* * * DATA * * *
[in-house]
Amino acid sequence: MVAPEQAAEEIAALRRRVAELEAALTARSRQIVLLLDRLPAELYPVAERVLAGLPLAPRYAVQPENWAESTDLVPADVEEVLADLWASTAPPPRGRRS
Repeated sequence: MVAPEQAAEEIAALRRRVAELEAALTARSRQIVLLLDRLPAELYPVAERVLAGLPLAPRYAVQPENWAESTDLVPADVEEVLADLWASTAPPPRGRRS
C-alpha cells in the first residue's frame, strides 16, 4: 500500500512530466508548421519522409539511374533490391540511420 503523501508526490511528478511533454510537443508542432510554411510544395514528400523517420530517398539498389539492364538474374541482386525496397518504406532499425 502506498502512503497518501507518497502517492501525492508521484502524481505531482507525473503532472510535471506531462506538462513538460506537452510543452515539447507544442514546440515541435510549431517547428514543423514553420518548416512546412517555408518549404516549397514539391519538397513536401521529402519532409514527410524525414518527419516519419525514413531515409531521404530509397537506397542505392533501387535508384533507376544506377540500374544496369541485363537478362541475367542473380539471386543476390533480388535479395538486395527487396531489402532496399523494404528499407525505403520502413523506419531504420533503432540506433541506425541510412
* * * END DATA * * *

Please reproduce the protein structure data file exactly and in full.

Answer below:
[in-house]
Amino acid sequence: MVAPEQAAEEIAALRRRVAELEAALTARSRQIVLLLDRLPAELYPVAERVLAGLPLAPRYAVQPENWAESTDLVPADVEEVLADLWASTAPPPRGRRS
Repeated sequence: MVAPEQAAEEIAALRRRVAELEAALTARSRQIVLLLDRLPAELYPVAERVLAGLPLAPRYAVQPENWAESTDLVPADVEEVLADLWASTAPPPRGRRS
C-alpha cells in the first residue's frame, strides 16, 4: 500500500512530466508548421519522409539511374533490391540511420 503523501508526490511528478511533454510537443508542432510554411510544395514528400523517420530517398539498389539492364538474374541482386525496397518504406532499425 502506498502512503497518501507518497502517492501525492508521484502524481505531482507525473503532472510535471506531462506538462513538460506537452510543452515539447507544442514546440515541435510549431517547428514543423514553420518548416512546412517555408518549404516549397514539391519538397513536401521529402519532409514527410524525414518527419516519419525514413531515409531521404530509397537506397542505392533501387535508384533507376544506377540500374544496369541485363537478362541475367542473380539471386543476390533480388535479395538486395527487396531489402532496399523494404528499407525505403520502413523506419531504420533503432540506433541506425541510412